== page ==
By Mohamed Olad Hassan
BBC News, Mogadishu
Amina Haji Mumin's husband was killed by a stray bullet during inter-clan clashes in Somalia's capital, Mogadishu, five years ago.
Widow Amina Haji Mumin sells khat to support her five children
He was the sole breadwinner of the family and after his death, Ms Mumin was left without an income.
At first her relatives would help, providing food for her family, but after some time they stopped making payments.
As times became harder she started selling khat, a mild stimulant that is banned in many countries.
Gunfights and bandits
Ms Mumin, 35, uses most of what she earns from the trade to purchase food for her five children and pay rent.
She concedes that selling khat in Mogadishu is at times very dangerous and exhausting.
The demands of the trade also keep her away from her children, since she has to work long hours at her kiosk.
Most Khat traders in Mogadishu are women and many are widows.
Safety is a big concern, since most of their customers are rogue militiamen, most of whom are addicted to khat. Gunfights at the market have, on occasion, been caused by a row over the stimulant - especially when supplies are scarce.
A lot of khat sold at the market in Mogadishu is imported from Kenya.
On some occasions the women have lost their supplies and money to gunmen.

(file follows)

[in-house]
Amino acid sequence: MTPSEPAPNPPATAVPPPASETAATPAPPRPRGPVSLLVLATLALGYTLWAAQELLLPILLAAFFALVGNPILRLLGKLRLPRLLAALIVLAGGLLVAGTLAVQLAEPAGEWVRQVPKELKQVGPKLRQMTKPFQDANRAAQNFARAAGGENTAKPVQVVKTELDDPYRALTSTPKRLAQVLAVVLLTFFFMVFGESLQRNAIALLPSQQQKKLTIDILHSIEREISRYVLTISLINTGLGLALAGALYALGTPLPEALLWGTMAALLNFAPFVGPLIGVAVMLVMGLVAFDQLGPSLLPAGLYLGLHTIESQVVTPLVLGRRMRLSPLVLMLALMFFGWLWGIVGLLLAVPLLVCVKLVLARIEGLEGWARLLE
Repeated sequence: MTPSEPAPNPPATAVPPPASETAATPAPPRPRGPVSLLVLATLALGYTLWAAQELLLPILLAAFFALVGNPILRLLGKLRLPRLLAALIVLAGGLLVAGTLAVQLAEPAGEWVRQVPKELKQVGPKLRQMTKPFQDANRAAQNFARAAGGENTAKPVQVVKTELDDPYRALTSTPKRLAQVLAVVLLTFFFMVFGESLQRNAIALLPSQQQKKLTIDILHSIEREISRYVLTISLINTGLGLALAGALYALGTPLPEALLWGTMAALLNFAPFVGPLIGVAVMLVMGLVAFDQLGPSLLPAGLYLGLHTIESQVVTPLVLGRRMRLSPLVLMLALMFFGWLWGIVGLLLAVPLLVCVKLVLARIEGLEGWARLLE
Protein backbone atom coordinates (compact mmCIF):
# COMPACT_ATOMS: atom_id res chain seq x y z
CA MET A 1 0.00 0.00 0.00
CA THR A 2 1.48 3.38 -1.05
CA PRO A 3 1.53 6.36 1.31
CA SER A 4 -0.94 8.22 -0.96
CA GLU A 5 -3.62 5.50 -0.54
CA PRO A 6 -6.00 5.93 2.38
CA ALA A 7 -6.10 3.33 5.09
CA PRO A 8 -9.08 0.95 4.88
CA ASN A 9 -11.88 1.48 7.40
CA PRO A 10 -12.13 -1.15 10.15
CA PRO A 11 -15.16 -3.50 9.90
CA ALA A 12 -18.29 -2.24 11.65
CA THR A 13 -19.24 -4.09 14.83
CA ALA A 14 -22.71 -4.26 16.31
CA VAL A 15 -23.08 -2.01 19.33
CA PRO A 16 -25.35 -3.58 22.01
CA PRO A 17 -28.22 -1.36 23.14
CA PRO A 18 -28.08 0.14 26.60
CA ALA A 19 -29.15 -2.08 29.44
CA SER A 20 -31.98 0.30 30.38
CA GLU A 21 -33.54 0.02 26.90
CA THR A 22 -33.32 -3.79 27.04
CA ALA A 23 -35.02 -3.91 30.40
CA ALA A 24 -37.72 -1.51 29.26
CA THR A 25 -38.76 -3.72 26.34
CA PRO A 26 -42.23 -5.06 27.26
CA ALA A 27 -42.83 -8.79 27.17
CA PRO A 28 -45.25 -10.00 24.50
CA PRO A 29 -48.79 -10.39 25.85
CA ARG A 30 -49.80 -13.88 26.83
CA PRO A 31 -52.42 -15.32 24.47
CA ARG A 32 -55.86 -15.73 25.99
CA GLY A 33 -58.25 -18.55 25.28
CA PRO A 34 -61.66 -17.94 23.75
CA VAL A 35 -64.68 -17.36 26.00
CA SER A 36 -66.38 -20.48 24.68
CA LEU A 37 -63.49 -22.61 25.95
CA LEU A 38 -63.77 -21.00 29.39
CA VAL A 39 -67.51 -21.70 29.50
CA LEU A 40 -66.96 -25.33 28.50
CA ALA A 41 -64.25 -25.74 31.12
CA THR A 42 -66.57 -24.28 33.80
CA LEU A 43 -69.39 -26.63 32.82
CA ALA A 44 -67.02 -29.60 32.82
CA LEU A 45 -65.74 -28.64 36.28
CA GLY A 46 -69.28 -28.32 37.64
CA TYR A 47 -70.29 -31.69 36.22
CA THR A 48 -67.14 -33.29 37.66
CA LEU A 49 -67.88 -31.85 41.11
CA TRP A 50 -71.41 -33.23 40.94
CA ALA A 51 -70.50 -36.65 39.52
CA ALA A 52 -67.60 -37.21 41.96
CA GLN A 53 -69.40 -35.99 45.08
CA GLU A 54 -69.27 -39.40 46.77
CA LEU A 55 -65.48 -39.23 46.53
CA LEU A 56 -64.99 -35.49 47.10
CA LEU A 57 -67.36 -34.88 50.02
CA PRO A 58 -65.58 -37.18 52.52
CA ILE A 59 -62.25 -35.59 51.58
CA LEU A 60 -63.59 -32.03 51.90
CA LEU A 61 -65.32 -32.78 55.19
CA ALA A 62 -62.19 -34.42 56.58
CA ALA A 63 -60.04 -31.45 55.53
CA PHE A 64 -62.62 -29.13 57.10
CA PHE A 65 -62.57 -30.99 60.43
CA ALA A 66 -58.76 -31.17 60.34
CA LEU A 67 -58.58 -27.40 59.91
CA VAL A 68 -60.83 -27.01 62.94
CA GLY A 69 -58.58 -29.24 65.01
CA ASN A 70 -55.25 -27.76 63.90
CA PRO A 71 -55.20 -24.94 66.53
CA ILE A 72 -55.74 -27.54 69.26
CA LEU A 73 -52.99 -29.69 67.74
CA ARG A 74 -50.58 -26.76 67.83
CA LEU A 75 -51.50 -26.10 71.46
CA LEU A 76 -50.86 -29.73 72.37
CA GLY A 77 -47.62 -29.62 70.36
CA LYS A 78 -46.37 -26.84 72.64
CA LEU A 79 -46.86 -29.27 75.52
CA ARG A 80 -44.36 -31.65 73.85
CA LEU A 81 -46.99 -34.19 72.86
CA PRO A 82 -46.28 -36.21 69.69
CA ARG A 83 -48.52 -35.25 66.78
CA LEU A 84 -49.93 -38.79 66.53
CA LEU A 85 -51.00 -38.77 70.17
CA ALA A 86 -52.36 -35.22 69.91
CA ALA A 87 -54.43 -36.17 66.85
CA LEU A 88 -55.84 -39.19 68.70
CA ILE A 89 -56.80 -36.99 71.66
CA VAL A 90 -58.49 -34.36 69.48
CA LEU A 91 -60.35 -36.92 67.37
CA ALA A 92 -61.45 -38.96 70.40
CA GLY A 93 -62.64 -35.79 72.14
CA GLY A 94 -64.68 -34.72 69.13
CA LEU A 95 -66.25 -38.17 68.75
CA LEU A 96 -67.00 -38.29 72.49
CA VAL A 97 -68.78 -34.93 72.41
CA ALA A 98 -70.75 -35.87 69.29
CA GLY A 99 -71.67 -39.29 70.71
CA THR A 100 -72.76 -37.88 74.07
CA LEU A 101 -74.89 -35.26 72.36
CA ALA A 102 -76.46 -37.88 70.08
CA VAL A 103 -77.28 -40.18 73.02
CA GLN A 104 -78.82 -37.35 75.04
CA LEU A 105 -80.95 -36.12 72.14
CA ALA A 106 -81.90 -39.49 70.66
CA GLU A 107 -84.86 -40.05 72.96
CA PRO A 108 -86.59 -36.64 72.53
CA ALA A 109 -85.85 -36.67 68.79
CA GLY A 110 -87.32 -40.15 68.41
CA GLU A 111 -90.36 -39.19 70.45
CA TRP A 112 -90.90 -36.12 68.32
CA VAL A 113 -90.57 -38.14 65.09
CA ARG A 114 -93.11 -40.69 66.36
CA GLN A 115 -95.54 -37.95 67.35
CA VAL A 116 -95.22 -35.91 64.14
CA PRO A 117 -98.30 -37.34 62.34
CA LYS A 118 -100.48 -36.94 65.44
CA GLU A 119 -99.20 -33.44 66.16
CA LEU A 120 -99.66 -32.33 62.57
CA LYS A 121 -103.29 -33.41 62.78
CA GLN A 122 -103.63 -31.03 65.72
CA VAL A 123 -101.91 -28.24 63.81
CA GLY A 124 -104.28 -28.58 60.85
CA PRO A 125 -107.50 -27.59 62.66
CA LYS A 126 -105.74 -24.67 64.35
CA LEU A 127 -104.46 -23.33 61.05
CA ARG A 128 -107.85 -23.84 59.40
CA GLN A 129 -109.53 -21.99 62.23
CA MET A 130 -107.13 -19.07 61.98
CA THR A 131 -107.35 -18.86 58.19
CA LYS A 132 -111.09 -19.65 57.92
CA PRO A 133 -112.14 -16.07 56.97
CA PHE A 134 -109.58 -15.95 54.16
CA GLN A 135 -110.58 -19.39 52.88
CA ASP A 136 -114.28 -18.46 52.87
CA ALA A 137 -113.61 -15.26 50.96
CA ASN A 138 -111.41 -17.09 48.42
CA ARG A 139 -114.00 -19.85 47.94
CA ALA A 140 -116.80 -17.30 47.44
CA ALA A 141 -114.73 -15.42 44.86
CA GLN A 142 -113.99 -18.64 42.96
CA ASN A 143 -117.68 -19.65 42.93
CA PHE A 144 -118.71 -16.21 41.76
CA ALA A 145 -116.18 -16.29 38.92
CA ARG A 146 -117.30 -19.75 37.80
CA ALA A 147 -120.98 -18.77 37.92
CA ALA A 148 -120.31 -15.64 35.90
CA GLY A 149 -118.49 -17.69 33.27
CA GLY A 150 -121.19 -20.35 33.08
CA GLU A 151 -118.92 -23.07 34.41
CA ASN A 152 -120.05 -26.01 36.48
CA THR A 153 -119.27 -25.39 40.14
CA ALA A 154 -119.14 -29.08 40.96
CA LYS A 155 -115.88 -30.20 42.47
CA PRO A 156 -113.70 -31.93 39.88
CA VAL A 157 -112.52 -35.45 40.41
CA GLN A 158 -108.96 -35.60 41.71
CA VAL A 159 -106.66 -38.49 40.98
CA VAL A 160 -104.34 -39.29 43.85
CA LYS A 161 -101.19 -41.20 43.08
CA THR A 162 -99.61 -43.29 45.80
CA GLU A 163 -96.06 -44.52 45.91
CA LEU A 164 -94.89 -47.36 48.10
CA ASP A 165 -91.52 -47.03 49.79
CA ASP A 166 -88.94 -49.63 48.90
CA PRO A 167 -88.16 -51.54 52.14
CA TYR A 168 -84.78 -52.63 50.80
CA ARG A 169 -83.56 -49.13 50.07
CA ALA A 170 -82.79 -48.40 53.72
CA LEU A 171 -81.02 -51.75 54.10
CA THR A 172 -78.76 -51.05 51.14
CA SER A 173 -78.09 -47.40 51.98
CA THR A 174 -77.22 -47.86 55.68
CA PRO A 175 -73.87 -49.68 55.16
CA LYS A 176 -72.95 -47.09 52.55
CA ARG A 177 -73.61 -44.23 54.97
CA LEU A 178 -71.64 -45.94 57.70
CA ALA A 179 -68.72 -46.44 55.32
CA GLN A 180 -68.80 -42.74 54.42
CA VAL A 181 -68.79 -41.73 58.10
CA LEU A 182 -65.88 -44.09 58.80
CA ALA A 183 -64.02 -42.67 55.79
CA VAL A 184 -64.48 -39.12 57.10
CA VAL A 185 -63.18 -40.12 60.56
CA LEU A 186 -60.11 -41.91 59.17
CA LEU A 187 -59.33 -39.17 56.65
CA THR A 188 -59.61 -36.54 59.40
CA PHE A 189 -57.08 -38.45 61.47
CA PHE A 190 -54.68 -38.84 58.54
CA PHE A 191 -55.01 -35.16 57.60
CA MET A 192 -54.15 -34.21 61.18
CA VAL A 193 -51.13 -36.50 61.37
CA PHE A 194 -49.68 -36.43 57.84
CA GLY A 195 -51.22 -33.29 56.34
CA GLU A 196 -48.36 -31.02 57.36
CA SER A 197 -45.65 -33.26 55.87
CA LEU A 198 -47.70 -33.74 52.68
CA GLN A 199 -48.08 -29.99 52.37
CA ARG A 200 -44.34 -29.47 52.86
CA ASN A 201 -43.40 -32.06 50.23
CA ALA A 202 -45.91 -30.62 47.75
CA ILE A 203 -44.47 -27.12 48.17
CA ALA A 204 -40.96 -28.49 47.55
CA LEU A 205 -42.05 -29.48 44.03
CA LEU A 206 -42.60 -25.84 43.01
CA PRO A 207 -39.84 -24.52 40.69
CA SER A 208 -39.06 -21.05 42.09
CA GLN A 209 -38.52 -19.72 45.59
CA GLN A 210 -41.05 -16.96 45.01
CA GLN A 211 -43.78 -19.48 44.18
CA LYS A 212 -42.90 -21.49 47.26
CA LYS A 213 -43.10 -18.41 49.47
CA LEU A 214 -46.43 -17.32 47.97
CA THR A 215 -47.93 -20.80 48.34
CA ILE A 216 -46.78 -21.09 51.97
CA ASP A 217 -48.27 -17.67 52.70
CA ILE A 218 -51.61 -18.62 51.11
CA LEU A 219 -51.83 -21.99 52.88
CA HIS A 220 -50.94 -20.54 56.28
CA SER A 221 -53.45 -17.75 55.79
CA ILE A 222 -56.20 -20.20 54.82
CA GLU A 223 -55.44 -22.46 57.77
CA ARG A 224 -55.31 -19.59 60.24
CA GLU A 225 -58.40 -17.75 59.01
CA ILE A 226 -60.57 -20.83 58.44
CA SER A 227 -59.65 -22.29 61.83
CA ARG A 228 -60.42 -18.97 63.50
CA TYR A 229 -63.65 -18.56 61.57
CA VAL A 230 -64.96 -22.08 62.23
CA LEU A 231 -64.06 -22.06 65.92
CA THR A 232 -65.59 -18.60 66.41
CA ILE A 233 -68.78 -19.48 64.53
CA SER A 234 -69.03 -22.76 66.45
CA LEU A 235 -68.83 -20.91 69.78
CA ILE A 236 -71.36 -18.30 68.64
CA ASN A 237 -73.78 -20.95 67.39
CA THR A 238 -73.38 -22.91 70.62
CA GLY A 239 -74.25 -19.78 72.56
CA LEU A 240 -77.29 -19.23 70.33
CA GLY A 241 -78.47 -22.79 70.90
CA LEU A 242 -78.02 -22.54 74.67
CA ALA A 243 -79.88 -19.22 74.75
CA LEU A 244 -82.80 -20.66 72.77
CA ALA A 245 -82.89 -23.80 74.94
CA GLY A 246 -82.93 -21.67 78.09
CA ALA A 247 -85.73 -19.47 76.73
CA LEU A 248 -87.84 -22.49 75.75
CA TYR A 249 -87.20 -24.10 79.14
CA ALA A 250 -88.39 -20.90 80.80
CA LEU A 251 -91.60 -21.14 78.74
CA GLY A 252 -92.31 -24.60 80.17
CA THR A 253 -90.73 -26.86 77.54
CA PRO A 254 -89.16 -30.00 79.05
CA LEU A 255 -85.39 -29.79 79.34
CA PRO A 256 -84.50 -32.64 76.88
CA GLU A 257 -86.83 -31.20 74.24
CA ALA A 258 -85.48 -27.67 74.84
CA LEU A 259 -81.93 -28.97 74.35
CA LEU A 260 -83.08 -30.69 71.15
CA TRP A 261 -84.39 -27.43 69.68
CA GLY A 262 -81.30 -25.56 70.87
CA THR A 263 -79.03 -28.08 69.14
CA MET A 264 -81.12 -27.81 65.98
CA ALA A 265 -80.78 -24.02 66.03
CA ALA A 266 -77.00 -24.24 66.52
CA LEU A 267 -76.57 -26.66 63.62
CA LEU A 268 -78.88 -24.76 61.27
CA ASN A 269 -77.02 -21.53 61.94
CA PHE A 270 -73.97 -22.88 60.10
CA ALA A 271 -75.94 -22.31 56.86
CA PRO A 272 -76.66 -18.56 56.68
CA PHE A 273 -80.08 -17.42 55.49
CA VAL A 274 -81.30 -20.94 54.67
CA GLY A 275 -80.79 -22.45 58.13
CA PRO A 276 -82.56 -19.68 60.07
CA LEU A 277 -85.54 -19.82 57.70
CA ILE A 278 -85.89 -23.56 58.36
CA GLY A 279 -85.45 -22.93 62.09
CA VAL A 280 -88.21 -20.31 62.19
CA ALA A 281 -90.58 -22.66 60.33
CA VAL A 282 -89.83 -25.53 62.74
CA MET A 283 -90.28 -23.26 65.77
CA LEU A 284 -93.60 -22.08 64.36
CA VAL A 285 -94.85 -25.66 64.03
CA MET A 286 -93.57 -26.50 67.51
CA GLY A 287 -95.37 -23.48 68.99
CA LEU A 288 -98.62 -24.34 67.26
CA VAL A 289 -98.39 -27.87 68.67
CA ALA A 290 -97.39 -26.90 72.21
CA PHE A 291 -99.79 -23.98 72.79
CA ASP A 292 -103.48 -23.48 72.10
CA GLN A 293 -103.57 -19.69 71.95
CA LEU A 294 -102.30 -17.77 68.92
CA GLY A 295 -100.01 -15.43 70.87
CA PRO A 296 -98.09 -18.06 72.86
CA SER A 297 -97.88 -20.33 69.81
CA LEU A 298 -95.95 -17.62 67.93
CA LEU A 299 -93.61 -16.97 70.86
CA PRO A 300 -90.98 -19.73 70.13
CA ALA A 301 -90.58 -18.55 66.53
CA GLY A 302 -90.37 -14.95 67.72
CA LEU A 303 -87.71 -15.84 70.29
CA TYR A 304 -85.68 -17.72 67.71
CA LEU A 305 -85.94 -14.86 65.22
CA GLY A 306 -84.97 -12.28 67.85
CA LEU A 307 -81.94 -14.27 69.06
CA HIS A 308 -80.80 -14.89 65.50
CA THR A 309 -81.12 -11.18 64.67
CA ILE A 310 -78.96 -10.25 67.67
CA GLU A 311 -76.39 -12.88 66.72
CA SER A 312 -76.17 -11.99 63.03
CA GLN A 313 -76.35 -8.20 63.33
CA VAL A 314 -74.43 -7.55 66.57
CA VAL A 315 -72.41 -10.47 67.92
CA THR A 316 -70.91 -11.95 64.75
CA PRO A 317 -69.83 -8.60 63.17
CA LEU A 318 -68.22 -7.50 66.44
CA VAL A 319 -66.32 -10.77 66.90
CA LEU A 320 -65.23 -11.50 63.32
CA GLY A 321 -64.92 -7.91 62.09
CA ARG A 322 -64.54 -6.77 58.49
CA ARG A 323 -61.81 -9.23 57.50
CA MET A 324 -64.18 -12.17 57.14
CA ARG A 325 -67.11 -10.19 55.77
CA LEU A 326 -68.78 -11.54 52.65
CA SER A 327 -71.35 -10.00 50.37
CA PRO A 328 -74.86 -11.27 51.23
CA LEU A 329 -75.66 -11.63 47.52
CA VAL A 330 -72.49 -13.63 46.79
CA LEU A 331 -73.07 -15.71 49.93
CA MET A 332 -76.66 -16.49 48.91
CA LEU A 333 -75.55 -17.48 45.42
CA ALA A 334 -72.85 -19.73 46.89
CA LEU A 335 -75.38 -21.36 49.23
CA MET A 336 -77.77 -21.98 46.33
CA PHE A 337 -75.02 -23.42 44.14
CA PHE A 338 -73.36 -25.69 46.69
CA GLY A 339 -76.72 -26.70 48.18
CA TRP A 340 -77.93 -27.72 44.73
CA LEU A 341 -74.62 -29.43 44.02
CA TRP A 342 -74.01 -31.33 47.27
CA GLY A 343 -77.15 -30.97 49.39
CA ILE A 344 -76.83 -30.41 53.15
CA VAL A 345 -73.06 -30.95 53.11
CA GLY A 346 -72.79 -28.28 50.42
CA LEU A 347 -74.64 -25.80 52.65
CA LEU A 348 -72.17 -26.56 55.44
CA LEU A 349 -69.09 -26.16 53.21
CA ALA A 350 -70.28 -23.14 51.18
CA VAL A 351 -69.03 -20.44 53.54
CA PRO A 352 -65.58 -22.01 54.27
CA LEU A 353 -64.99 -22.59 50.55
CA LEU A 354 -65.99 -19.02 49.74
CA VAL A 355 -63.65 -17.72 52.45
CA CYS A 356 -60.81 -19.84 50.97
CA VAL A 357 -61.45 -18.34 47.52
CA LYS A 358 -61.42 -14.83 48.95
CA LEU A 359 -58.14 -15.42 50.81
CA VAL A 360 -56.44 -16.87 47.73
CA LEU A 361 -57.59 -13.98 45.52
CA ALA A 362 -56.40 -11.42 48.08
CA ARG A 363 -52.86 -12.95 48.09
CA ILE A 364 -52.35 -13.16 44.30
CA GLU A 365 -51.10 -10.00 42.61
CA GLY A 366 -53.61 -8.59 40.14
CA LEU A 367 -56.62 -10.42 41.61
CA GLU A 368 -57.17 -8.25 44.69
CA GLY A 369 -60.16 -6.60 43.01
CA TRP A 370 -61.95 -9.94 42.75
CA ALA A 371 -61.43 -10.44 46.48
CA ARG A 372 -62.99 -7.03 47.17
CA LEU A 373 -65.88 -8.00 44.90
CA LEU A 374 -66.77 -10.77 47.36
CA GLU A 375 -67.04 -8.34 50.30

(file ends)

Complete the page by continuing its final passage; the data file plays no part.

"Once they stole my khat and money," Ms Mumin said. "They threatened to kill me and my driver with pistols unless we gave them all we had and surrendered the minibus we drove in."
When Islamists banned the sale and consumption of khat, whilst they ran Mogadishu during the second-half of last year, her life was shattered.
"I felt as if my whole life and that of my family had again been destroyed," she said.
But business went back to normal when government forces backed by Ethiopia ended the Islamists' rule.
Trading in Khat is often a big gamble; sometimes profits are high, other times you lose out.
"Customers like their khat fresh and the latest batch to arrive from Kenya is always in great demand," Ms Mumin said.
"When you are selling stock flown in from the morning and other business men bring fresh supplies in the afternoon you lose out in the competition."
And with the interim government stepping into the trade, small-scale dealers such as Ms Mumin fear they may be thrown out of business if taxes are imposed.
Ms Mumin hopes to leave the khat trade. She feels guilty because she knows her business may have a negative impact on other families in Mogadishu.
"Men spend all the money they get to purchase khat regardless of the needs of their children and wives," she said.
"And the thought of this makes me feel guilty of what I do."
She also hopes to remarry, so she can devote more time to looking after her children.